I was a keen conceptual geologist. I worked with inspiring people in Greenland trying to understand the nature of the earth at its beginning. I loved building models to explain and predict things—and still do now. Artists don’t have a monopoly on imagination. But I was then, as I am now, a realist, and Britain in the 1970s was losing the luxury of knowledge for knowledge’s sake, so I applied to Shell for a job on their international staff. In those days, the selection process for such a post was exceptionally rigorous. They were looking for people with what they called “helicopter quality”. It was 1975. I had 24 interviews.
In one, that included my wife, we were asked whether we would “drink South African sherry”. These were the days of Apartheid and protesting youth—political correctness had not been massaged into the population! Shell was still in its “colonial phase”, and was measuring cultural tolerance with a trick question. I passed the test, mainly out of innocence, but unbeknown to me it was useful preparation for what was to follow.
The 10 years with Shell gave me the best technical apprenticeship in the industry at that time. Anyone wishing to make an impact in the oil and gas business must develop the skill of communicating with technocrats. But there was a catch: An unspoken condition of employment that you ‘did what you were told and in return Shell provided you with a life’.
After six months in The Hague, my family was grass widowed—sent back to the home base country—and I was despatched as the company representative to oversee the first drilling offshore North Yemen and then, in full view of the Tigrayan Liberation Army, offshore Ethiopia. In nine months, I saw my family three times. I never questioned it; I was becoming a neo-colonial—part of the Shell Army.
Maybe as a reward, I was sent to Japan in 1977. That changed my life. It was then, and remains now, a place of alarming contrast for a Westerner. Either you were fascinated by it, as I was, or you retreated, as many did for three years into the American Club in Tokyo.
Postings to Oman and Tunisia followed but there came a time when my ideas about my plans and Shell’s began to diverge. In 1984, I quit and did what few had done then, but many have subsequently: Transferred to a rival, in this case BP.
BP welcomed me in as a manager. I was fortunate; I was given three very challenging jobs. In Norway in 1989, I found myself model-building again, but this time focusing on the psychology of project problem solving, an area few wish to discuss openly and even fewer professionally analyse. But this was a bad time for BP; it had reached the geriatric stage and was entering into survival mode. There was no time for innovation from a ‘blow-in’.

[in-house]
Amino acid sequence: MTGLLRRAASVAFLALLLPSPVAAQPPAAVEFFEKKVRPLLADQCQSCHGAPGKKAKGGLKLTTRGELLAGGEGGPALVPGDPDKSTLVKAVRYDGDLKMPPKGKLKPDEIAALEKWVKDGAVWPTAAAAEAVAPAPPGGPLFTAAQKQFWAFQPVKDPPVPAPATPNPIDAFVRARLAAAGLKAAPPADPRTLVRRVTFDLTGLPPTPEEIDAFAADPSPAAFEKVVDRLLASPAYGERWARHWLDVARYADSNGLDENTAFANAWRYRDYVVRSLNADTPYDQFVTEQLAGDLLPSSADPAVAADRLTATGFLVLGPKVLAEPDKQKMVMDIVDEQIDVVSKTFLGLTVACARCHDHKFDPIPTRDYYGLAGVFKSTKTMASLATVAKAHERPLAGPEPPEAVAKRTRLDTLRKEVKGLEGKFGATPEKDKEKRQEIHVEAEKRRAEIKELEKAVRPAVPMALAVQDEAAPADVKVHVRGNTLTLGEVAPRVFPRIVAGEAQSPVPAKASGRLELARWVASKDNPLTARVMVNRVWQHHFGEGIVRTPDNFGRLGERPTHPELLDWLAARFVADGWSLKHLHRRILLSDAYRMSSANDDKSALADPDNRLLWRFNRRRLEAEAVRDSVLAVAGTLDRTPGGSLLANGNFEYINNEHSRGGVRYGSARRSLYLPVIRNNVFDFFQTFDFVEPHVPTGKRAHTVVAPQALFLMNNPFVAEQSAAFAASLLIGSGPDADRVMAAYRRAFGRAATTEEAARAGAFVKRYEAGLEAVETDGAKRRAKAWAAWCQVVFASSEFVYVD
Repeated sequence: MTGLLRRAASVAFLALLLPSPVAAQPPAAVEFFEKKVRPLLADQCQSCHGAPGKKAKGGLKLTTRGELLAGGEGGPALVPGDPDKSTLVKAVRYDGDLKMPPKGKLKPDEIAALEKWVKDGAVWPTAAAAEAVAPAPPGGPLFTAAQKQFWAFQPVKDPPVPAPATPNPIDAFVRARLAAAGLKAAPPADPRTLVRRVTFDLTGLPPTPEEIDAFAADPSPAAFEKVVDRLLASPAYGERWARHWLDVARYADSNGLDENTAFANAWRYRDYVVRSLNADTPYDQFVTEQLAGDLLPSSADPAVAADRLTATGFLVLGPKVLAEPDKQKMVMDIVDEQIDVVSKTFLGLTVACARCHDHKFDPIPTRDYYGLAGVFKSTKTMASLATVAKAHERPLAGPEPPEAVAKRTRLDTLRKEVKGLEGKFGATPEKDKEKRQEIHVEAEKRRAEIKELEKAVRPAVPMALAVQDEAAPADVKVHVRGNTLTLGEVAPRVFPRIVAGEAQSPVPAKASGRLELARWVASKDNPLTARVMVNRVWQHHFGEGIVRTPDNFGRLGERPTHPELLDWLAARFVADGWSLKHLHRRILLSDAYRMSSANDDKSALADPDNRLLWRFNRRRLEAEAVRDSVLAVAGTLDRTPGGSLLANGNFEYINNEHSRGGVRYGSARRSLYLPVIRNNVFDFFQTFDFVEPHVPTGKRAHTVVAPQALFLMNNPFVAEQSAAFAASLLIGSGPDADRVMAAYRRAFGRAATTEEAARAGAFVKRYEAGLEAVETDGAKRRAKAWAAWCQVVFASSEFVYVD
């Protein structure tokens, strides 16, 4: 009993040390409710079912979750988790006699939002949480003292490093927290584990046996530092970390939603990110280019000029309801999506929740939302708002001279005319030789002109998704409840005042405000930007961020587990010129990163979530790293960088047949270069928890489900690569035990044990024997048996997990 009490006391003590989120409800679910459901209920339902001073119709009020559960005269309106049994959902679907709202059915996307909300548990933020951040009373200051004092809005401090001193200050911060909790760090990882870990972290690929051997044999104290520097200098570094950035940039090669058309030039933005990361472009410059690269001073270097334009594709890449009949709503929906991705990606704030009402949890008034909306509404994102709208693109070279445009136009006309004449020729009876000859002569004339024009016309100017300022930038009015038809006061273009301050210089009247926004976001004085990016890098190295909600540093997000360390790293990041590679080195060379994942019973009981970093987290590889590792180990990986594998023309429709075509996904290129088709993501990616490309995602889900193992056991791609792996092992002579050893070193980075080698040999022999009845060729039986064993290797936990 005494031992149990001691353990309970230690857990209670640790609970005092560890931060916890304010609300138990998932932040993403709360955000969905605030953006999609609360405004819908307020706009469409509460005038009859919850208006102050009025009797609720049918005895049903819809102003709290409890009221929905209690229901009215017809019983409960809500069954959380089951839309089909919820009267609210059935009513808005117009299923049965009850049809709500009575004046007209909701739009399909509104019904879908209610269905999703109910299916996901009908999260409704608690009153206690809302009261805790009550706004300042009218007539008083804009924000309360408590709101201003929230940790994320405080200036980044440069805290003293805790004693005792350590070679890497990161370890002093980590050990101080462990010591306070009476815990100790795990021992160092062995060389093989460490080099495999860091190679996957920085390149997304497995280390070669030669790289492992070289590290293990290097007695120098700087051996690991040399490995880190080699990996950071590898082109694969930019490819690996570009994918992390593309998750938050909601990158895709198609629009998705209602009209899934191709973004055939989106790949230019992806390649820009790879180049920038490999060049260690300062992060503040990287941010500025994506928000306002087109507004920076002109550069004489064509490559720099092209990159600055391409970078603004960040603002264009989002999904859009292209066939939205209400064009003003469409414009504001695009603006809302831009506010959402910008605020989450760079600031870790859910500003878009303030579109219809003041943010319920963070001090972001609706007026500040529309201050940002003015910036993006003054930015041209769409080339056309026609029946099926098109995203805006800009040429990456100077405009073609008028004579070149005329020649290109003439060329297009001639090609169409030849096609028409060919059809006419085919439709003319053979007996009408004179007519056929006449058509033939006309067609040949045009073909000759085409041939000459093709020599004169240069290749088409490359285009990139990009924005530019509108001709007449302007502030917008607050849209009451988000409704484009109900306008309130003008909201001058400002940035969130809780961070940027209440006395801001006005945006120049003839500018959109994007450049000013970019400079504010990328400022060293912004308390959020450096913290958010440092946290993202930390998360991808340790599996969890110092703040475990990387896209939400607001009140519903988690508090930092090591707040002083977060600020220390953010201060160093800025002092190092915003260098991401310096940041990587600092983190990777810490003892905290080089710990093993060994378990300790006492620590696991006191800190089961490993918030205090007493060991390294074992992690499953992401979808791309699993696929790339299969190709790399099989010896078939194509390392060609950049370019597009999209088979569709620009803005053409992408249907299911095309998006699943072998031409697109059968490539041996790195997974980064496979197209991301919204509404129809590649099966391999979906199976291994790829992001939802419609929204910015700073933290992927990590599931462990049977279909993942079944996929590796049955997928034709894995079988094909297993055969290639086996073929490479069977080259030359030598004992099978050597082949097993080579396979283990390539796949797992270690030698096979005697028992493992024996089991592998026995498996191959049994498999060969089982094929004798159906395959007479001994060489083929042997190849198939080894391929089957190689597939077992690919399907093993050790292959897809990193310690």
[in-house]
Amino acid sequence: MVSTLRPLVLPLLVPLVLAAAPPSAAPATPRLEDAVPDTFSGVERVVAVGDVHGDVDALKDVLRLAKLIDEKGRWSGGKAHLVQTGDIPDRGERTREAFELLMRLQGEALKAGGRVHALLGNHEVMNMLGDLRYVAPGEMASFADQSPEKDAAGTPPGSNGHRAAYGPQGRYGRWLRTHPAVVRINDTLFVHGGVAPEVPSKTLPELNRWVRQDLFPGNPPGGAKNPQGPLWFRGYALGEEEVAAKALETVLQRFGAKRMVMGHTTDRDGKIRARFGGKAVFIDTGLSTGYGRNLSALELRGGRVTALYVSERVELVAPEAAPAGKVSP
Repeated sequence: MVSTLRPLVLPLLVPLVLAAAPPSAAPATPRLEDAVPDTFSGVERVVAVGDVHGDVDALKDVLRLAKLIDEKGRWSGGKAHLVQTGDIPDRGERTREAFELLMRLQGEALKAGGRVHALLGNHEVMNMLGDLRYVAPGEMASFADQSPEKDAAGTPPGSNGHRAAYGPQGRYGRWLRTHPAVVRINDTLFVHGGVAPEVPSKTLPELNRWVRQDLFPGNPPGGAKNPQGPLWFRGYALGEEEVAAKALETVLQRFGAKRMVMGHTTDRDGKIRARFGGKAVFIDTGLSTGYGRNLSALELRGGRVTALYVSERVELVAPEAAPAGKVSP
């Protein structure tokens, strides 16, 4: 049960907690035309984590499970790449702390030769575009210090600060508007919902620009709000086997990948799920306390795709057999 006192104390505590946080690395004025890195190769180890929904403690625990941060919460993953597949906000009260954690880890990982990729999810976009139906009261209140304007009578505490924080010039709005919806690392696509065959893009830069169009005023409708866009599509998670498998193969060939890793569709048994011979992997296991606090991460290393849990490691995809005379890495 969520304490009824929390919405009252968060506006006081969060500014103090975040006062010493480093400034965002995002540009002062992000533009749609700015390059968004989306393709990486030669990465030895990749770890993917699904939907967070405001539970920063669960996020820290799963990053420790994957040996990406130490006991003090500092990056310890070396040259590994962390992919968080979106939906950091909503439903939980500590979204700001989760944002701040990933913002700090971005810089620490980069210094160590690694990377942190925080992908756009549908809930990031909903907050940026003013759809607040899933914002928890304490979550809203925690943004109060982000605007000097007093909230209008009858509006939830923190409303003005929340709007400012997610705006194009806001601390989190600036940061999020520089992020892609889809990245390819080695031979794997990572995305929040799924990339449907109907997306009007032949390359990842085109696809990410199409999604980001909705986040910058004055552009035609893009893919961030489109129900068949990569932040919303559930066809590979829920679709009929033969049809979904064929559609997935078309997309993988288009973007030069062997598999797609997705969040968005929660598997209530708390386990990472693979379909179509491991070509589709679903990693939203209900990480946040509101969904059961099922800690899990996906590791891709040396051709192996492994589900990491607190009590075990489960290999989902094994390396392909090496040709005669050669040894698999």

I had reached the seminal moment in my business life. I didn’t want to be diverted into some indirect role, however well remunerated. I wanted to carry on doing what I enjoyed: Finding and producing oil and gas but also something else. The modelling and conceptual thinking of my student days had become refocussed to an equally challenging puzzle: How to make problem solving organisations work better.
It was a desperate time for everyone as the company contracted and a new order established itself. I learnt a big lesson then: “If you’re ill, don’t wait for the ‘doctors’ to help—do something about it yourself; it’s your life.” Someone told me to read Shakespeare—it had most of the diagnoses.
From my comfortable office in BP’s international HQ in west London, I sent a hagaki—a postcard in Japanese—to my old boss in Japan outlining the situation. He came back with a succinct reply and two company names. I eventually met, in a central London hotel, the chairman of one of those companies, a wonderfully imaginative and inspiring man called Kikuo Yamada. There was an instant bond between us—he had a vision and wanted me to be part of it. I took a taxi down the M4 motorway, back to Stockley Park and resigned, with little thought about pensions or share options.
That was 1993. What was it that made me give up the status and security of a Western corporation for the uncertainty of a newly-formed, Far Eastern, international oil and gas business? The answer was simple: Opportunity. Not financial—I have never been convinced that accumulating money as the main goal was worth much effort—but the opportunity to make a long-term impact: To say at 60, “I shaped something.”
I learnt a lot about myself in those early years after the change. When you come out of corporate life you are a child, albeit with a very specific skill. I didn’t know what an ATM was! I’d never done a tax return. I knew nothing about computing and my knowledge of my own industry was horribly compartmentalised. Suddenly, you’re thrown back on your own resources and you learn to measure the amount of risk you’re comfortable living with. Discovering how channelled I had become by corporate life and how much I had to learn was a shock—a great shock! But there was also a chance to think about all the assumptions and relationships in my life. A lot goes unaddressed when you are corporately cocooned for 18 years. I realised that I was a sort of closet entrepreneur, trying to survive in a corporate framework. I even discovered the condition had a name, intrapreneurship.